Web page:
Grazyna Klim turns on relaxing music, dims lights in the hospital’s intensive care nursery and steps close to one of the small radiant warmers. A neonatal nurse for 20 years, she reaches into a nest of blankets for the premature newborn girl with lines and wires attached to her.
The preemie is not much bigger than a cell phone and so fragile that Grazyna is reminded of a tiny baby bird with no feathers. The nurse rocks gently, humming, and the baby begins to breathe slower. A monitor confirms the baby’s heart rate is slowing in response to Grazyna’s skin-to-skin touch and lilting voice.
In those tender and mutually soothing moments, Grazyna (pronounced grah-ZHE-nah) never thought about the life-and-death battle that had raged in her own body. During seven weeks of proton beam radiation and chemotherapy for tonsil cancer last year, she threw herself into her nursing job at a local New Jersey hospital.
“You don’t have time to think about you and what’s happening in your life with cancer,” Grazyna says. “You think about what you can do for this baby.”
Her medical whirlwind lasted more than a year. In October 2014, Grazyna’s throat had felt scratchy, so she went to an ear, nose and throat specialist. He could see nothing wrong.
At home, Grazyna used a flashlight to illuminate her throat in the mirror and saw that her right tonsil was enlarged. She insisted on a biopsy right away. It came back positive for stage 2 squamous cell carcinoma. Grazyna moved fast to research the best way to attack her tonsil cancer.
“You have to be your own investigator,” she says, describing webinars and presentations she attended. Then her husband Jim heard a radio ad for ProCure Proton Therapy Center in Somerset, New Jersey, less than 30 minutes from their home in Lebanon, New Jersey.
“In the end, it only matters that you get to proton therapy,” Grazyna says. “It’s the 21st century, and you have options.”
Grazyna, 53, kept a busy schedule during her 35 proton treatments plus chemo. Not once was she tardy or out sick from her second-shift job in the intensive care nursery.
“I was in a fight or flight mode since the very beginning. I never even had a chance to think about what I just had,” she says. “My social life didn’t change, with the exception that I was a little bit tired. But other than that, I was on a roll the whole time.”
The nurse even flew to Miami to see her 26-year-old daughter graduate in May 2015 with a master’s degree in public health. “It was amazing,” Grazyna says gratefully. “I had a normal life. I was able to go to work the whole seven weeks. I did my everyday routine like I was not sick.”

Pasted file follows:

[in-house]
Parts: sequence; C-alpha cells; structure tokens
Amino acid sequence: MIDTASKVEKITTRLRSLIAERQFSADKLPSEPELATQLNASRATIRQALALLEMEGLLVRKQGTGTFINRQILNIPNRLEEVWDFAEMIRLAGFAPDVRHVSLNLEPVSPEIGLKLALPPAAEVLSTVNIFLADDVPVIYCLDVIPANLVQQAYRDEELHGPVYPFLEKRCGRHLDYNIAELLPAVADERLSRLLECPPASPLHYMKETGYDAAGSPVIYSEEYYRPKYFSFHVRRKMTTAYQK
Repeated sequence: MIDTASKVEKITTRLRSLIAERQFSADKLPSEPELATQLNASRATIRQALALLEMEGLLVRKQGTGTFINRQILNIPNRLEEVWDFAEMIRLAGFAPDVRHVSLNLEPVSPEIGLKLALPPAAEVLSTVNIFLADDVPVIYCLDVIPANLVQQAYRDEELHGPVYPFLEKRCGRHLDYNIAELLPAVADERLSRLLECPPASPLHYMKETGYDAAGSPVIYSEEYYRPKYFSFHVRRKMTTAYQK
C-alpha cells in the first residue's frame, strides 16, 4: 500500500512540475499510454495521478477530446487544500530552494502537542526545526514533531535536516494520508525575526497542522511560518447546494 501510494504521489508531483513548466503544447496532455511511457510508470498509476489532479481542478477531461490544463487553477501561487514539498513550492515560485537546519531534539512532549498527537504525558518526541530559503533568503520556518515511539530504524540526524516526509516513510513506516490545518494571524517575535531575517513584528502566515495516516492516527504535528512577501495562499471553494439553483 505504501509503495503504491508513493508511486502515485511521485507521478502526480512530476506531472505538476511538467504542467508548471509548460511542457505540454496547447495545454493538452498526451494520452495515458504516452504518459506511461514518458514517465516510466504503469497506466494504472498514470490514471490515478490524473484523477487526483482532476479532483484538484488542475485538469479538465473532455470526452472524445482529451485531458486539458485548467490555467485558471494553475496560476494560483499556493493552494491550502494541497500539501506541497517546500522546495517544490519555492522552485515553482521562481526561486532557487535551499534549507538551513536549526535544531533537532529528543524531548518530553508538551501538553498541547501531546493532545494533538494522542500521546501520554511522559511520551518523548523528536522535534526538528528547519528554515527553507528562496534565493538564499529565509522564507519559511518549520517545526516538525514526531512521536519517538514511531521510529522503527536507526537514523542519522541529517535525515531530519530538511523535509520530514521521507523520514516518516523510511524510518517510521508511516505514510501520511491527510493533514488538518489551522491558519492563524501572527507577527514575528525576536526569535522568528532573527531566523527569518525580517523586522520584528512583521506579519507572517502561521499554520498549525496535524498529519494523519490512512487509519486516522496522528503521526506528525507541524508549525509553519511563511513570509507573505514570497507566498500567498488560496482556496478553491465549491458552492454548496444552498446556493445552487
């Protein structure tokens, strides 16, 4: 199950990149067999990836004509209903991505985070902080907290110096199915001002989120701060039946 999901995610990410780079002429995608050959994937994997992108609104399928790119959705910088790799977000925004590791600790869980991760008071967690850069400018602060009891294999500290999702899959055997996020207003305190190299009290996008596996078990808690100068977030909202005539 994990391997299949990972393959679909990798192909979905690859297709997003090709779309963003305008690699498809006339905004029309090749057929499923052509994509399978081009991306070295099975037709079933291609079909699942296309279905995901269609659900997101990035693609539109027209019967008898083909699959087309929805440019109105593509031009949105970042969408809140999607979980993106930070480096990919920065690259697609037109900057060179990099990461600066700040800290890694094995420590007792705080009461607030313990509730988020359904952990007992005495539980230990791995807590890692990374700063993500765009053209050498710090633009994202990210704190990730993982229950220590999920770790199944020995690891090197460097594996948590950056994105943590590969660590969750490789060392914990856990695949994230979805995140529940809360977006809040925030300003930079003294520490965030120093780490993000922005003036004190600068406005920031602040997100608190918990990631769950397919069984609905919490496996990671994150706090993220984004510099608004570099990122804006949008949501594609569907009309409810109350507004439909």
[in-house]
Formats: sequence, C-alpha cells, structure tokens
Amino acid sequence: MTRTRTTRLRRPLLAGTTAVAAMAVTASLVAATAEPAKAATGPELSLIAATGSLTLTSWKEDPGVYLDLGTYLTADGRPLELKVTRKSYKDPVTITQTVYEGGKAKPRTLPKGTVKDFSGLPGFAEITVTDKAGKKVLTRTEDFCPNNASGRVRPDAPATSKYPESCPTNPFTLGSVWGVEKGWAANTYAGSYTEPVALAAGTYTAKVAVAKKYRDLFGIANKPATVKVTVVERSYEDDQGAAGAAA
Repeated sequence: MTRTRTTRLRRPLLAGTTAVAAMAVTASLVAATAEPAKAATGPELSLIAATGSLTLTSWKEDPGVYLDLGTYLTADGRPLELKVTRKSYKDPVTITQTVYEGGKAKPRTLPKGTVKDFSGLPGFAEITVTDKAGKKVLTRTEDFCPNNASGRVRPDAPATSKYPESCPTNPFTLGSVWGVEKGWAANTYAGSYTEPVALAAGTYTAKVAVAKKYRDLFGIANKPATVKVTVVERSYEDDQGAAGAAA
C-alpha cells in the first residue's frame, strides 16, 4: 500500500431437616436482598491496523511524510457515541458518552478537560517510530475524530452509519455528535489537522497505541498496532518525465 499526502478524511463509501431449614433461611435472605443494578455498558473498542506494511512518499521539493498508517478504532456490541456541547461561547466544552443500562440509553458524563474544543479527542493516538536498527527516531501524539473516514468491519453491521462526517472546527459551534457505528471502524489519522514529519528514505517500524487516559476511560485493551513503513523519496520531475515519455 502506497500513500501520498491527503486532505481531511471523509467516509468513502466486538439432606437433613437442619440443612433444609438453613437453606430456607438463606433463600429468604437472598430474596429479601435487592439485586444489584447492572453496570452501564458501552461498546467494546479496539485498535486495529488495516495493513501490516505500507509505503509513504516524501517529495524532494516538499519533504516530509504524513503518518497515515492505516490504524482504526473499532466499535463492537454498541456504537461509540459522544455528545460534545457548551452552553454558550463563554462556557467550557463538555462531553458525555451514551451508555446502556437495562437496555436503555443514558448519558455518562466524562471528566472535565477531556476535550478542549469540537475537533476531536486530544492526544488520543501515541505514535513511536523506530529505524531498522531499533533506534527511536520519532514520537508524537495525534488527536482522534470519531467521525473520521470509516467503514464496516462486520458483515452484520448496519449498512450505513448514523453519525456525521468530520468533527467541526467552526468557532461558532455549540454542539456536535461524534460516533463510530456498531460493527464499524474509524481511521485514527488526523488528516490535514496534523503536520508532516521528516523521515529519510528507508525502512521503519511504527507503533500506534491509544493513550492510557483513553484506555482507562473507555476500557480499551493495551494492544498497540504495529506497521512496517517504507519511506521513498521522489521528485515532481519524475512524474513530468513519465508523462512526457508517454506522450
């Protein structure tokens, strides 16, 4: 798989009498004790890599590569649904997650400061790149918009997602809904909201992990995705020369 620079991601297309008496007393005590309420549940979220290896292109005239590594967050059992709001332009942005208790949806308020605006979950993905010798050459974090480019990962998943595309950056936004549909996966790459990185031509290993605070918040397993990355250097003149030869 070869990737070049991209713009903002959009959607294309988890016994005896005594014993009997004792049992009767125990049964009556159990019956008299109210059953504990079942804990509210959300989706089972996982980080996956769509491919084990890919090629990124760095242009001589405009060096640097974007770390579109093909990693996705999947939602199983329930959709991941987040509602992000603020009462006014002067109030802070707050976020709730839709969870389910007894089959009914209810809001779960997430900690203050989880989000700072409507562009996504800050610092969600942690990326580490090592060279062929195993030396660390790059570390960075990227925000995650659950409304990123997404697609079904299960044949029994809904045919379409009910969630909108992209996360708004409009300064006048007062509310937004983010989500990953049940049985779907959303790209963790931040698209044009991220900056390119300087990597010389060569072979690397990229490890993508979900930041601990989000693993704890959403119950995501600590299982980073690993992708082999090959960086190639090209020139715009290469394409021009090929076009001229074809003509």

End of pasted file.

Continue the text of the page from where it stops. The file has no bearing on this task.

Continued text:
Still, with proton rays to her neck from three angles, the right side of her soft palate grew inflamed. She lost 10 pounds after declining a feeding tube, but the proton treatment never took her down.
At ProCure’s recommendation, Grazyna agreed to a concurrent treatment of five doses of the chemotherapy drug Cisplatin at Regional Cancer Care Associates, only two miles from ProCure’s Somerset clinic. She trimmed a week from treatment by choosing proton radiation.
“My side effects were just about none, except for being a little bit tired and an inflamed palate,” she says. “I didn’t need a portal. I didn’t need a feeding tube.”
After finishing treatments in April 2015, Grazyna finally took time off from nursing to spend time with her family and regain strength. She returned to nursing three months later.
“The cancer is gone,” she says now. “I feel amazing. I’m energetic. I eat well. I go to work.”
The premature baby girl whom Grazyna was rocking and humming to so tenderly has slowly improved. She put on baby fat before going home, just as many other premature, addicted and otherwise sick babies do under Grazyna’s care.
Twenty-six years ago, the premature birth of her own daughter at 28 weeks required a month-long hospitalization. That inspired Grazyna to leave her airline flight attendant career and become a registered nurse in a neonatal intensive care unit.
The delicate care and attention she gives her tiny charges requires stamina, focus and energy. Even through her cancer treatment, Grazyna was able to give such care to the babies.
“I treat them all like my own children,” she says. “I went through it with my daughter, and I know how the parents feel coming to visit their kids and when they have to leave. That personal touch is so important, especially with babies. So when the parents are not there, I am.”
Grazyna still reflects on how helping others kept her from thinking much about her own medical ordeal.
“Maybe doing something good for someone else helps you to heal emotionally,” she says, “without you even realizing it.”